In the spring, I learned that acorns of the white oak were less bitter–and were more widely used for food–than those of the red oak. At that time, I was walking through thousands of acorns in our neighborhood, and thinking how great it would be to use them for food. I also walked through thousands of dried-up oak leaves, but never saw any white oaks. You can tell the difference because the leaves of the red oak are pointy and the leaves of the white oak have rounded lobes.
This fall, there were barely any acorns. Oaks do that. They choose certain years (mast years) to collaboratively put on a full production of acorns, and others years, not so much. This may be a rough winter for the squirrels, who grew their families large on last year’s bounty. But imagine my surprise when I saw these leaves on the pavement during my morning walk. You might have to look closely.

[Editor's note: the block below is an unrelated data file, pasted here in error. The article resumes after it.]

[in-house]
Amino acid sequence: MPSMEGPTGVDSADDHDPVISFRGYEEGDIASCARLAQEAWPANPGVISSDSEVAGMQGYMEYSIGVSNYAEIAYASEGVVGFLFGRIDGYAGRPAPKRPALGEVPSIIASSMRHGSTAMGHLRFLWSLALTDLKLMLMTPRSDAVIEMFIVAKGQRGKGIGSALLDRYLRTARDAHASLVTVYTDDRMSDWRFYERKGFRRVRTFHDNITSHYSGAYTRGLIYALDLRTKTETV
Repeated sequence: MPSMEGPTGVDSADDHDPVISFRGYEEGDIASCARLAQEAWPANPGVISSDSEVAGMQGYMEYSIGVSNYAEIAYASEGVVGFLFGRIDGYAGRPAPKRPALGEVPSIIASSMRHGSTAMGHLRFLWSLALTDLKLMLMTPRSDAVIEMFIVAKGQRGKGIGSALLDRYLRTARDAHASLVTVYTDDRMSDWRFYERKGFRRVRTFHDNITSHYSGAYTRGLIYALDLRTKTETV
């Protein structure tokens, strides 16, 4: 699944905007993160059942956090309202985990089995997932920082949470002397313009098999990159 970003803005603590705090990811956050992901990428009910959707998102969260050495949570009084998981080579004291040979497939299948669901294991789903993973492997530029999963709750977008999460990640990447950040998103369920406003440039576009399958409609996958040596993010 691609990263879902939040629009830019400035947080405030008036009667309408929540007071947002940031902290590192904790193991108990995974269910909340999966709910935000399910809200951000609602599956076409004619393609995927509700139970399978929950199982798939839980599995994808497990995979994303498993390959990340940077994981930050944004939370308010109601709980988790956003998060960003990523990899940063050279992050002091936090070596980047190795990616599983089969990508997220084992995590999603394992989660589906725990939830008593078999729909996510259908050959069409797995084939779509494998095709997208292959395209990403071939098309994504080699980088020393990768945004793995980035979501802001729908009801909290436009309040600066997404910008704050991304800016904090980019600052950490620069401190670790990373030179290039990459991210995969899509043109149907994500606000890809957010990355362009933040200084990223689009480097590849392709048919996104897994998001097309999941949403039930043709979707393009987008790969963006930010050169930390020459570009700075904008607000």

Amidst the pointy ones are some small round-lobed leaves. The tree is about two blocks from my house, a smaller oak right next to a big red oak, standing in someone’s front yard. I am going to guess that it might be a white oak. I look forward to the next mast year for acorns, to see if I can distinguish them from each other, and maybe try making acorn flour.
Meanwhile, this was a beautiful autumn for oak trees. Usually, it seems, the oak leaves hang on the tree and go from green to brown without much fanfare. But two weeks ago, they were a translucent gold to rival the maples. Today, we had our first snow storm, but the snow is spotted with oak leaves everywhere, pulled from their branches by the wind to land on top of the snow.